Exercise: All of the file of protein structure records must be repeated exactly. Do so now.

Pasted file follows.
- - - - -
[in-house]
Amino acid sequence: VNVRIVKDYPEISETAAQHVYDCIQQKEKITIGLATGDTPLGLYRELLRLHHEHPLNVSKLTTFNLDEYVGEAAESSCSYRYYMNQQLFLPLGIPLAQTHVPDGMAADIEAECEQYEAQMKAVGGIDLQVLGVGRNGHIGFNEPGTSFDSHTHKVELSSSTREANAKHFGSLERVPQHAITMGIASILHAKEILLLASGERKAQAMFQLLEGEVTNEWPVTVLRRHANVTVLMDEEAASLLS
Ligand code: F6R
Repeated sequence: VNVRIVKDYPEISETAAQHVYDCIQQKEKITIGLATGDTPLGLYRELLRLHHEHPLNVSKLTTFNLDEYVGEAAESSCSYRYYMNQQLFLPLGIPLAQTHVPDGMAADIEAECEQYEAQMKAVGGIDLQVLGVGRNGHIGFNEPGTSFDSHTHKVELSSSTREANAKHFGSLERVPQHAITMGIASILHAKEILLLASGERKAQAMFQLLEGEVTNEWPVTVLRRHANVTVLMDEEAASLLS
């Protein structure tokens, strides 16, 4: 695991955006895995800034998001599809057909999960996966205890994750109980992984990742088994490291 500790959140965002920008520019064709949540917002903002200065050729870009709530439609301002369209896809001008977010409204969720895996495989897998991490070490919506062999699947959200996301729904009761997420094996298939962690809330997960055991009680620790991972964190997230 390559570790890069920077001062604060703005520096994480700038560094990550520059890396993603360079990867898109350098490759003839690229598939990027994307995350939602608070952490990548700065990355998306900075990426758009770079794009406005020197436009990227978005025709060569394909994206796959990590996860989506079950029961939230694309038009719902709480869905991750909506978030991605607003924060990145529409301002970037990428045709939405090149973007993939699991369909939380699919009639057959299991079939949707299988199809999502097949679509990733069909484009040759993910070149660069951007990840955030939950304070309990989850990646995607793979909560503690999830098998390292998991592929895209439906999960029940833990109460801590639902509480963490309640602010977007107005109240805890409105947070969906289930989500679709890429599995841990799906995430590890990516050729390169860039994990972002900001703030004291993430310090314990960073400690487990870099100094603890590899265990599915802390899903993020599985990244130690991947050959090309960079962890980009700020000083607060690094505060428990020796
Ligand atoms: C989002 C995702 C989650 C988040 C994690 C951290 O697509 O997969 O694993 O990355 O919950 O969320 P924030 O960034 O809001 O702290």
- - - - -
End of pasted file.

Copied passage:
[in-house]
Amino acid sequence: VNVRIVKDYPEISETAAQHVYDCIQQKEKITIGLATGDTPLGLYRELLRLHHEHPLNVSKLTTFNLDEYVGEAAESSCSYRYYMNQQLFLPLGIPLAQTHVPDGMAADIEAECEQYEAQMKAVGGIDLQVLGVGRNGHIGFNEPGTSFDSHTHKVELSSSTREANAKHFGSLERVPQHAITMGIASILHAKEILLLASGERKAQAMFQLLEGEVTNEWPVTVLRRHANVTVLMDEEAASLLS
Ligand code: F6R
Repeated sequence: VNVRIVKDYPEISETAAQHVYDCIQQKEKITIGLATGDTPLGLYRELLRLHHEHPLNVSKLTTFNLDEYVGEAAESSCSYRYYMNQQLFLPLGIPLAQTHVPDGMAADIEAECEQYEAQMKAVGGIDLQVLGVGRNGHIGFNEPGTSFDSHTHKVELSSSTREANAKHFGSLERVPQHAITMGIASILHAKEILLLASGERKAQAMFQLLEGEVTNEWPVTVLRRHANVTVLMDEEAASLLS
């Protein structure tokens, strides 16, 4: 695991955006895995800034998001599809057909999960996966205890994750109980992984990742088994490291 500790959140965002920008520019064709949540917002903002200065050729870009709530439609301002369209896809001008977010409204969720895996495989897998991490070490919506062999699947959200996301729904009761997420094996298939962690809330997960055991009680620790991972964190997230 390559570790890069920077001062604060703005520096994480700038560094990550520059890396993603360079990867898109350098490759003839690229598939990027994307995350939602608070952490990548700065990355998306900075990426758009770079794009406005020197436009990227978005025709060569394909994206796959990590996860989506079950029961939230694309038009719902709480869905991750909506978030991605607003924060990145529409301002970037990428045709939405090149973007993939699991369909939380699919009639057959299991079939949707299988199809999502097949679509990733069909484009040759993910070149660069951007990840955030939950304070309990989850990646995607793979909560503690999830098998390292998991592929895209439906999960029940833990109460801590639902509480963490309640602010977007107005109240805890409105947070969906289930989500679709890429599995841990799906995430590890990516050729390169860039994990972002900001703030004291993430310090314990960073400690487990870099100094603890590899265990599915802390899903993020599985990244130690991947050959090309960079962890980009700020000083607060690094505060428990020796
Ligand atoms: C989002 C995702 C989650 C988040 C994690 C951290 O697509 O997969 O694993 O990355 O919950 O969320 P924030 O960034 O809001 O702290």